Does our system of imposing legal financial obligations with a high interest rate help get ex-offenders back into a productive life. The answer is, no.
IMAGINE that you can’t get a job or apartment because of a criminal conviction. The legal financial obligations (LFOs) that you owe as part of your sentence remain unpaid, making matters worse. A background check shows not just your conviction, but that your case is still active because of the unpaid LFOs. And the unpaid LFOs have ruined your credit, making housing harder to find, even if you could afford the rent.
Now there is a warrant for your arrest for the unpaid LFOs. If you are picked up and jailed, you will miss your job interview, lose your temporary housing and possibly custody of your children.
These are common consequences for people with LFOs, who are too poor to pay.
In Washington, superior court judges at sentencing are required to order a $500 victim penalty, $100 DNA fee and any restitution. This debt accrues interest at 12 percent. There are many more LFOs that judges can but are not required to impose.
The LFOs ordered in criminal cases in superior courts averaged $995 statewide between 2010 and 2012. That is a huge sum for poor defendants. Paying $20 monthly with the collection surcharge, the debt after three years would still be $797.
The amount of LFO debt per case varies widely across courts. The average in King County Superior Court is $600 (the mandatory amount) but is $7,000 in Whitman County, according to a state Minority and Justice Commission report.
Adding insult to injury, LFO debt itself is disproportionately imposed. A recent Minority and Justice Commission study shows that Hispanic males incur higher LFOs per case than white males.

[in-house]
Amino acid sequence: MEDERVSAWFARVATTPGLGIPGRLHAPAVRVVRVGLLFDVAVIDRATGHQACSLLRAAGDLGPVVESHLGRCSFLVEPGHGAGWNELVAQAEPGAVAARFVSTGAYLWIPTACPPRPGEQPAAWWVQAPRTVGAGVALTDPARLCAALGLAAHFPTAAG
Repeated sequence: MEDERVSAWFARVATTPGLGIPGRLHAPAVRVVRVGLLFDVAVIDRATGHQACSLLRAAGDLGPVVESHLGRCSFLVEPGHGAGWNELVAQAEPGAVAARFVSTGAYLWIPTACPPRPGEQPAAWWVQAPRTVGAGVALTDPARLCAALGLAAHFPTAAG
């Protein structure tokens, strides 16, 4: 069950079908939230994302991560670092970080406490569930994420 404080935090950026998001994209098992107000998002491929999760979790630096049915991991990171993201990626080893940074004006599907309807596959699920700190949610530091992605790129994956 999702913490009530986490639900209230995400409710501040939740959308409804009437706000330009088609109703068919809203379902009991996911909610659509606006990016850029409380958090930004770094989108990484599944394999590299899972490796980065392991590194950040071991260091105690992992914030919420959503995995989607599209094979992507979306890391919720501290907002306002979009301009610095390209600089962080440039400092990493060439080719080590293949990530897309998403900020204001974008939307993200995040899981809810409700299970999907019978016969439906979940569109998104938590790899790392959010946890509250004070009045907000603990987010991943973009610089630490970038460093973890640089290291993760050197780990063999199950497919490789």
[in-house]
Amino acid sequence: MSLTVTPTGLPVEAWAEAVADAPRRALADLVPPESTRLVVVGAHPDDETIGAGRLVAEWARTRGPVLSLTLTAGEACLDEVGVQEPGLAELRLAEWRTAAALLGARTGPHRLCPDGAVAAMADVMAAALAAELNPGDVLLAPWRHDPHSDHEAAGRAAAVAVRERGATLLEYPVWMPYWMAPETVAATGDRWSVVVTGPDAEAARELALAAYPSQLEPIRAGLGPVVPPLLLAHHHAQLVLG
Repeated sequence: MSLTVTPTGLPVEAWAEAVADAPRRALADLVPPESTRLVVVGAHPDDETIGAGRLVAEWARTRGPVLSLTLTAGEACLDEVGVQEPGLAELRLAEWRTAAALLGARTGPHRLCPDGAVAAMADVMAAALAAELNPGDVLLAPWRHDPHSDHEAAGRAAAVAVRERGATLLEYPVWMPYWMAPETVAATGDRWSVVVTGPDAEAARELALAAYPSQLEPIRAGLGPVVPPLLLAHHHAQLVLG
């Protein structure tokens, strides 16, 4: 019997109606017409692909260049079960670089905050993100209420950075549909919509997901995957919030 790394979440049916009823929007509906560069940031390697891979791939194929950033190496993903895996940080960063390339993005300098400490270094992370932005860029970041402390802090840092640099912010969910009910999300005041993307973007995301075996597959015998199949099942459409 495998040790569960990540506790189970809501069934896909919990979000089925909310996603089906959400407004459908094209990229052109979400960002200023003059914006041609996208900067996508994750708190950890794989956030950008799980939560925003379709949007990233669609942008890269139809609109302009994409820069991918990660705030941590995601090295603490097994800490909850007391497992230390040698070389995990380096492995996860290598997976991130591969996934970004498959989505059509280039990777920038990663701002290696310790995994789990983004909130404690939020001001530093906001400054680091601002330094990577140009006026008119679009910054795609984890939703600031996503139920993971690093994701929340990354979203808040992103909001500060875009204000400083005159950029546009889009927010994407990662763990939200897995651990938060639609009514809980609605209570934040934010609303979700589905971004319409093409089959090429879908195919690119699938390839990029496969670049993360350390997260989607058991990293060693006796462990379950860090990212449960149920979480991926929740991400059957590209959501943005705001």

What led to this?
Mass incarceration played a part. Prison populations have increased exponentially. Today, there are nearly 6 million people in the United States with felony convictions. With those convictions come LFOs.
Part of the problem is how we fund trial courts. Washington places dead last in the nation for state funding of trial courts. Some counties expect trial courts to self-fund through LFO collection. This is not an issue confined to Ferguson, Mo.
While some courts, like King County Superior Court, do not use jail to collect non-restitution LFOs, other courts do. That raises the question whether high LFOs make financial sense. Studies from other states show that often more taxpayer money is spent enforcing LFOs than is collected. To ascertain the true cost of our LFO system — including enforcement hearings, warrants, jail — we at the Superior Court Judges Association and the Minority and Justice Commission are planning a study comparing costs with revenue.
As a society, we must ask whether high LFOs make sense in terms of getting ex-offenders back into a productive life. Do excessive LFOs have unintended consequences that interfere with re-entry?
The equity issue with LFOs is obvious. Poor defendants drag high LFO debt around like a ball and chain. Wealthier defendants can just write a check.
Modest reforms to LFO law are being considered by the state Legislature right now. ESSHB 1390, sponsored by state Rep. Roger Goodman, D-Kirkland, recently passed unanimously in the House and is now awaiting a hearing in the Senate Law and Justice Committee. ESSHB 1390 would eliminate the current 12 percent interest rate on non-restitution LFOs, allow conversion of more LFOs to community restitution, provide due-process standards for using jail to collect LFOs, and prioritize payment of restitution to victims.
Now is the time to address this issue that impacts so many lives and tarnishes our criminal justice system.